County eying riverfront property for preservation

12/03/2018 5:56 AM |

Suffolk County officials are considering the purchase of a 16-acre former duck farm site on the Peconic River for preservation, according to Legislator Al Krupski (D-Cutchogue).

The property, located on the south side of West Main Street, east of Forge Road, is currently owned by Larry Simms, formerly of South Jamesport.

If acquired, the Town of Riverhead would maintain the property and could potentially develop the site into a park. According to Supervisor Laura Jens-Smith, in order to do that, a concept plan must be submitted for county officials to review that shows what the town may be interested in using the site for down the line.

“Anything you’d like to see there not just this year but even 20 years from now has to be within the concept plan when the land is acquired if indeed they are able to come to an agreement with the landowner,” she said at a town work session Thursday.

Without the plan, she said, “You could never put a trail in there, you could never put a parking area in there. It wouldn’t be user friendly and accessible to the public.”

The site is located just west of a county-owned riverfront parcel with a kayak launch. It is intersected by a LIPA-owned property that town officials would seek an easement along to eventually connect the two properties.

“It would create quite a nice access to the Peconic River which we’re always looking to highlight,” Ms. Jens-Smith said.

Town engineers presented a conceptual design for a future park at the work session.

It includes a parking area with 14 stalls and two handicap stalls, a prefabricated restroom structure, two wildlife viewing decks and a 2,130-foot, elevated boardwalk that could eventually connect the site with the eastern boat launch.

Town Engineer Drew Dillingham said the boardwalk and viewing decks would be constructed using TimberTech materials. “It’s the same boardwalk we have at the beaches,” he said.

A recently-filmed drone video shown by Deputy town engineer Ernesto Rosini shows the current state of the overgrown property.

“There’s a lot of invasive species there, but there is water access,” Mr. Rosini said, pointing out patches of Japanese knotweed and Phragmites.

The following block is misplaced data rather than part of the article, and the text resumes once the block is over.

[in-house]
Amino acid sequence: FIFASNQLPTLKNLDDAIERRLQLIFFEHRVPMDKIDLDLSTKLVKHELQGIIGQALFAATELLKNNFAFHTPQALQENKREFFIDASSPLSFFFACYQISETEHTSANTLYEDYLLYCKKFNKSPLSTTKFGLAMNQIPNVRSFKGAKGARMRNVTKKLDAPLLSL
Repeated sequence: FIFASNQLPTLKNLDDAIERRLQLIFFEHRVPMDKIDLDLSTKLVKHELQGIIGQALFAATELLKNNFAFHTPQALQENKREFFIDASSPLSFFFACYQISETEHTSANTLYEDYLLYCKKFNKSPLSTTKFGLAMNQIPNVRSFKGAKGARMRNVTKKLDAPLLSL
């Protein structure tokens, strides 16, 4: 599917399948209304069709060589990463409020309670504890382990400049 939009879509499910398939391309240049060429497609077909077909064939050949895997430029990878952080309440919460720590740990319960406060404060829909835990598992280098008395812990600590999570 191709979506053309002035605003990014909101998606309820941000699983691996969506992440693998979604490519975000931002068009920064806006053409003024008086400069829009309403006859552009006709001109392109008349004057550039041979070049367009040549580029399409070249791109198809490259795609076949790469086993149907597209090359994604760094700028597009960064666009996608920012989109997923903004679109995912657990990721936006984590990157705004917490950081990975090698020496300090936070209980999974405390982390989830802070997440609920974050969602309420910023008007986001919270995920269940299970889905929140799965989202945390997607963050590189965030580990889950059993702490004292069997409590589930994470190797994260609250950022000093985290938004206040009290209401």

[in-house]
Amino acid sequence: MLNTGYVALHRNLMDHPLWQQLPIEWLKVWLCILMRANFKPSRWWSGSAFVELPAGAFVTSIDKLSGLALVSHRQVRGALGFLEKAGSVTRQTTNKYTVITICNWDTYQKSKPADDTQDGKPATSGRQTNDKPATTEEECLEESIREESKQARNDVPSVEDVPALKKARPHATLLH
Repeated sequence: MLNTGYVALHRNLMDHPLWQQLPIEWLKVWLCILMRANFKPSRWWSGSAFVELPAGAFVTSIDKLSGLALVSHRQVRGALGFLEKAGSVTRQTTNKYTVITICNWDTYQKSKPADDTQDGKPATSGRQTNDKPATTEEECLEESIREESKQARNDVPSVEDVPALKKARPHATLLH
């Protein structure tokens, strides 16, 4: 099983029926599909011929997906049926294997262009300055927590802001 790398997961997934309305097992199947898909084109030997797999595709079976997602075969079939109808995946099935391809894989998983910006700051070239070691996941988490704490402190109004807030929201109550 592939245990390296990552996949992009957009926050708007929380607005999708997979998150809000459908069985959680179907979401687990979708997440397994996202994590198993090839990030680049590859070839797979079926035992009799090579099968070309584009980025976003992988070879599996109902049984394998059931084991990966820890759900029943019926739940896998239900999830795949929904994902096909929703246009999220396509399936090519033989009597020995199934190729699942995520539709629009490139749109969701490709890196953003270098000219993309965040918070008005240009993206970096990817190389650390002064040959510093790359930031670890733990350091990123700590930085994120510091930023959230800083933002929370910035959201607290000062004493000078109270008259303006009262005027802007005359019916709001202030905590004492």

The project, which could cost up to $1.6 million, would be subject to DEC approval since it lies within the boundaries of the state’s Wild, Scenic and Recreational Rivers Act.

The trails at Enterprise Park at Calverton, Mr. Dillingham said, cost approximately $800,000 to construct and are widely used.

“It sounds expensive to maintain,” said Councilwoman Jodi Giglio after the presentation. She said removing the invasive species could prove costly due to DEC permits and a management plan.

“Our focus should be enhancing our existing parks, not creating new parks,” Ms. Giglio said.

Mr. Simms, who purchased the property in 2007, tried unsuccessfully to develop the property by seeking variances from the Zoning Board of Appeals.

“The challenges to develop this property by de facto leave it as open space,” Ms. Giglio said.

“I’m not willing to bet on that,” Councilwoman Catherine Kent said, adding that it was “short-sighted” to turn down a preservation opportunity.

The town would not be obligated to complete the project, the supervisor said, but noted that grant funding could eventually help fund the park.

“We have talked time and time again about having riverfront access for our community. This would allow us the ability to achieve it at some point,” she said.

Ms. Giglio said there are other properties along the riverfront that she’d like to see prioritized for preservation and said the board should have been able to weigh in before engineers designed the plan.

The county has not yet approved a resolution to appraise the land, Mr. Krupski said in an interview Friday.

“Land preservation is a voluntary program,” he said, noting that Mr. Simms had expressed interest in offering up the property for preservation.

After walking the site, Mr. Krupski saw potential for birding and water recreation. “It’s real meaningful waterfront access, and you want to preserve that use,” he said. “Today it seems important but for the next generation, it’ll be even more important to have that access.”

Councilmen Tim Hubbard and James Wooten both agreed that the concept design worked on paper.

“Knowing our finances, we’re not in the situation to do this right now, but the overall picture is still the preservation of open space,” Mr. Hubbard said. “In terms of getting back to the county, I could live with this.”

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Photo caption: The county wants to preserve  the 16-acre former duck farm site on West Main Street. (Cyndi Zaweski photo)

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